This week’s Economist looks at the public introduction of Airbus’ new A380 super-jumbo and the efforts of rival Boeing to come up with a different strategy based on its 7E7 Dreamliner. My gut feeling is that Airbus is banking on the continued success of legacy-style long-haul “hub-and-spoke” travel, which makes sense in developing markets, while Boeing is expecting the 7E7 to succeed in the transatlantic market between smaller destinations.
Meanwhile, the European Union and United States have agreed to keep the subsidies dispute outside the WTO process, at least for the time being. And, in other Boeing news, the airline is ending production of the Boeing 717, the latest (and last) incarnation of the DC-9/MD-80 series of aircraft; Stephen Karlson has some brief thoughts on the matter.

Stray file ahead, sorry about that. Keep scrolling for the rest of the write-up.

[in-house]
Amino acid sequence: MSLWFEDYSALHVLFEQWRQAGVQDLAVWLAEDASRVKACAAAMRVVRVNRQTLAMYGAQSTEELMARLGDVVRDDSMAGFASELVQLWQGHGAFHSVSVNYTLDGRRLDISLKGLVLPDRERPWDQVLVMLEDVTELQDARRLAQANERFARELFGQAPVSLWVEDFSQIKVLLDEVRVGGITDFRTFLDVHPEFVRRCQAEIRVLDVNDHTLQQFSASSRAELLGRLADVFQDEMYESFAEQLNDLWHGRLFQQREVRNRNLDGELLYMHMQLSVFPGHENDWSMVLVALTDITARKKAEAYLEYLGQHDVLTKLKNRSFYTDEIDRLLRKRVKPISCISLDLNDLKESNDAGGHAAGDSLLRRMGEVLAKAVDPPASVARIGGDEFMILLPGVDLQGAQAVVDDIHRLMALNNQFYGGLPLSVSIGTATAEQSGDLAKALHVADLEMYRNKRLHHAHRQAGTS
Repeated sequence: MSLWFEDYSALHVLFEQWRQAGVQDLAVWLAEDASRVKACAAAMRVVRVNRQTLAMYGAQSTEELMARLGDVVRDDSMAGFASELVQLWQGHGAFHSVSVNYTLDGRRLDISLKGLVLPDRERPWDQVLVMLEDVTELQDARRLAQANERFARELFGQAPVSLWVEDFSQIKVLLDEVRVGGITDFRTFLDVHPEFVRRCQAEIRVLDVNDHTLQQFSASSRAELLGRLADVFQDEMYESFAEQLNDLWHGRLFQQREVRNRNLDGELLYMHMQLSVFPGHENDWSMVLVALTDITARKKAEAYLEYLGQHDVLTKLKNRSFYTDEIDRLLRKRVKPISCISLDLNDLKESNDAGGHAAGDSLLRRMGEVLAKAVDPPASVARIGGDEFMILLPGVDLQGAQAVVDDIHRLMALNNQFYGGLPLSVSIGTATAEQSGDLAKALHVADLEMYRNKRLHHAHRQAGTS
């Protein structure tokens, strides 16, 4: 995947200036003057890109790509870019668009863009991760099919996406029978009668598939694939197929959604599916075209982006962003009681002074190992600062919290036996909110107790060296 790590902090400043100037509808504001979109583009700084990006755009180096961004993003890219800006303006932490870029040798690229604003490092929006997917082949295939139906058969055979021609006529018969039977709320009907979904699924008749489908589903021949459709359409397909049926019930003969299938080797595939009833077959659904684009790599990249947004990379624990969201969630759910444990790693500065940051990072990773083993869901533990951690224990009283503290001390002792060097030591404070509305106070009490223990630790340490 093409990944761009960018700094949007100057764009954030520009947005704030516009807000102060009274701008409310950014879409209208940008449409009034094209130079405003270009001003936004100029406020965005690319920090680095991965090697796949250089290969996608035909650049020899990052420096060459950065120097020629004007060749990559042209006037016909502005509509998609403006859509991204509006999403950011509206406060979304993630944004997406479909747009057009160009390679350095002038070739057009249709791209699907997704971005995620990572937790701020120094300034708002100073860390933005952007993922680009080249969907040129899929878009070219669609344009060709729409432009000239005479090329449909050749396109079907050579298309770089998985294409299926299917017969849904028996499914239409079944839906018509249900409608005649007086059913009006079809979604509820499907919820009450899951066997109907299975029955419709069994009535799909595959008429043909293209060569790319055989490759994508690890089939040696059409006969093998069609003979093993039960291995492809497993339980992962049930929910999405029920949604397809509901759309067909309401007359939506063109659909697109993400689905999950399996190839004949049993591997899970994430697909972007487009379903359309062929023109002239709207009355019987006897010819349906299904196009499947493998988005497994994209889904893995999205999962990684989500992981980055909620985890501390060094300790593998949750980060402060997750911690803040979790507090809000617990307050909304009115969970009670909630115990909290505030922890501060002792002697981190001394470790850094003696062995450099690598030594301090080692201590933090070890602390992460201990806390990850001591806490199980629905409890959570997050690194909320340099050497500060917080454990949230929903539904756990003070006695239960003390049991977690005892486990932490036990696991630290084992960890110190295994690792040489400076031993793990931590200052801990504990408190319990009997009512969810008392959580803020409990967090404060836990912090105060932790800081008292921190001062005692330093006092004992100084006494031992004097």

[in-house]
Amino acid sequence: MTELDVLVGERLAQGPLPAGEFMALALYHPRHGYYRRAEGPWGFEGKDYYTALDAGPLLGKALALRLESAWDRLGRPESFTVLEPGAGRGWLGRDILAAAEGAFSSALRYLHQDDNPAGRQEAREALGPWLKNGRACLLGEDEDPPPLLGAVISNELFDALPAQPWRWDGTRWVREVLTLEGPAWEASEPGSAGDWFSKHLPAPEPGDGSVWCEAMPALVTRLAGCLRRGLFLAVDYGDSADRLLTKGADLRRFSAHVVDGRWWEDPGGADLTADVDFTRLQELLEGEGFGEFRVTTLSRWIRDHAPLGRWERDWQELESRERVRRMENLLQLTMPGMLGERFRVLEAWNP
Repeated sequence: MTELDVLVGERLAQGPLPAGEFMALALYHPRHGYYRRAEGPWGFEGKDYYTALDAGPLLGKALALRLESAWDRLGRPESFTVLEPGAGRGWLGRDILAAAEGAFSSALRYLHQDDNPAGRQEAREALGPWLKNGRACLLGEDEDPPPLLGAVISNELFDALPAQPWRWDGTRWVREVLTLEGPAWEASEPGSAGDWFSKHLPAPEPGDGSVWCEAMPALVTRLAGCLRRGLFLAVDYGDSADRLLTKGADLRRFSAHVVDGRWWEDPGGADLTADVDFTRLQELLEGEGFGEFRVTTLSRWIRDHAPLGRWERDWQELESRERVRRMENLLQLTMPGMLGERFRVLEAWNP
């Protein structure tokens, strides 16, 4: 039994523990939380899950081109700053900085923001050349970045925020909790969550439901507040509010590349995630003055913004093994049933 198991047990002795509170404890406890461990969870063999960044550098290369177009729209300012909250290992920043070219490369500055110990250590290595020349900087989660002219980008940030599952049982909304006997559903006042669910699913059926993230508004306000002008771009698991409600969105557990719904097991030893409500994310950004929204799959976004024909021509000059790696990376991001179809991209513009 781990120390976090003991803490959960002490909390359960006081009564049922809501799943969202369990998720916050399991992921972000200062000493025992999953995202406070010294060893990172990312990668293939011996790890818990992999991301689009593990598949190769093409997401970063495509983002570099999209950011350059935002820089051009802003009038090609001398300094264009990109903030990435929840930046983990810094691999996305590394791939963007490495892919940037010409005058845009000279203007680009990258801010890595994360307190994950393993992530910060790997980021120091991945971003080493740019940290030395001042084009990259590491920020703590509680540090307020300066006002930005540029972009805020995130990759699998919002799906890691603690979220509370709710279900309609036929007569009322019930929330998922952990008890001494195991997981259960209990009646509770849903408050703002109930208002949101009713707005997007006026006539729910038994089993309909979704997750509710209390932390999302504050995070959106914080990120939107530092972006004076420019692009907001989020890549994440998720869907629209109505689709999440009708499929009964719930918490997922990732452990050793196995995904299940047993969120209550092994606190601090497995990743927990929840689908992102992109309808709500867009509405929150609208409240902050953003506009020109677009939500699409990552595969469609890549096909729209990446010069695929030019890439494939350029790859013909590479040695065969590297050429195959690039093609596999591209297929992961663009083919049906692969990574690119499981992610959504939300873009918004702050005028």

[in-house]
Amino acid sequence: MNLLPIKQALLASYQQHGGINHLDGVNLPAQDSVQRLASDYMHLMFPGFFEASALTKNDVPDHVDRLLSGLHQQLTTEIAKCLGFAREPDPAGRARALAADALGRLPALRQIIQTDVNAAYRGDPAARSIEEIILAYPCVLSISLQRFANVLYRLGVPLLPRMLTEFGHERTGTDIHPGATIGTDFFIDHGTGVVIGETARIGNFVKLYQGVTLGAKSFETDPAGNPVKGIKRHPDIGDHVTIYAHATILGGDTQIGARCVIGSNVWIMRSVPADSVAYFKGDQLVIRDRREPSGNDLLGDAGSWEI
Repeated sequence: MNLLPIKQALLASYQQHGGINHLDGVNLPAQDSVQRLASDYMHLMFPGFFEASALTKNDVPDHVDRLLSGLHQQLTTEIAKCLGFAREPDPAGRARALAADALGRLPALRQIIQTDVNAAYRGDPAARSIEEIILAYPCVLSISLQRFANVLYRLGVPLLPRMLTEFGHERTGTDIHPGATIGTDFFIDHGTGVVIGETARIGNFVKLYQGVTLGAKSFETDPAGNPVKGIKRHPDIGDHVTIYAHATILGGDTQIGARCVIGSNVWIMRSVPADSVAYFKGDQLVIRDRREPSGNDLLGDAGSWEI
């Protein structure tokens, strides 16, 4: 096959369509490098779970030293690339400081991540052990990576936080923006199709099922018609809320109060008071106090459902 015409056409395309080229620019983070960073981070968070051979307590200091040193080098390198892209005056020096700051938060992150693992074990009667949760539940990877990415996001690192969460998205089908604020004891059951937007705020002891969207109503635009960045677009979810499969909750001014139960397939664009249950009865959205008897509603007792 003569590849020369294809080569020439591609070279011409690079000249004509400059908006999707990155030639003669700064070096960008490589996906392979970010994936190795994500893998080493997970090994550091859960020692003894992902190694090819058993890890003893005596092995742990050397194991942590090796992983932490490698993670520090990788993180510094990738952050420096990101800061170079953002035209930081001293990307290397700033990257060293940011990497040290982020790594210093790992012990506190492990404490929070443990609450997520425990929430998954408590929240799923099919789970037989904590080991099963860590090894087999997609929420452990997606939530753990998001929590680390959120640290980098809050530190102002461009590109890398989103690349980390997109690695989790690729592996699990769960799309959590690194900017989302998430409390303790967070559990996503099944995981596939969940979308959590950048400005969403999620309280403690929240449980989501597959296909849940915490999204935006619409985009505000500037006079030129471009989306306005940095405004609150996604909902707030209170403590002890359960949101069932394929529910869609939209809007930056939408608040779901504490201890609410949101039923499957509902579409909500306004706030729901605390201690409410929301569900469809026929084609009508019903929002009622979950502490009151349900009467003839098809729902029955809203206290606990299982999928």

Update (from RKP):A quick expansion on Chris's point: if you want to read about the emergence of air taxis and point-to-point air travel, I highly recommend Free Flight by James Fallows. I'm not an aviation enthusiast, but just a guy that spent WAY too many hours on airplanes for a few years. The possibility of being able to fly out of an airport near the house with minimal fuss, and in an Eclipse 500 jet, has a lot of appeal.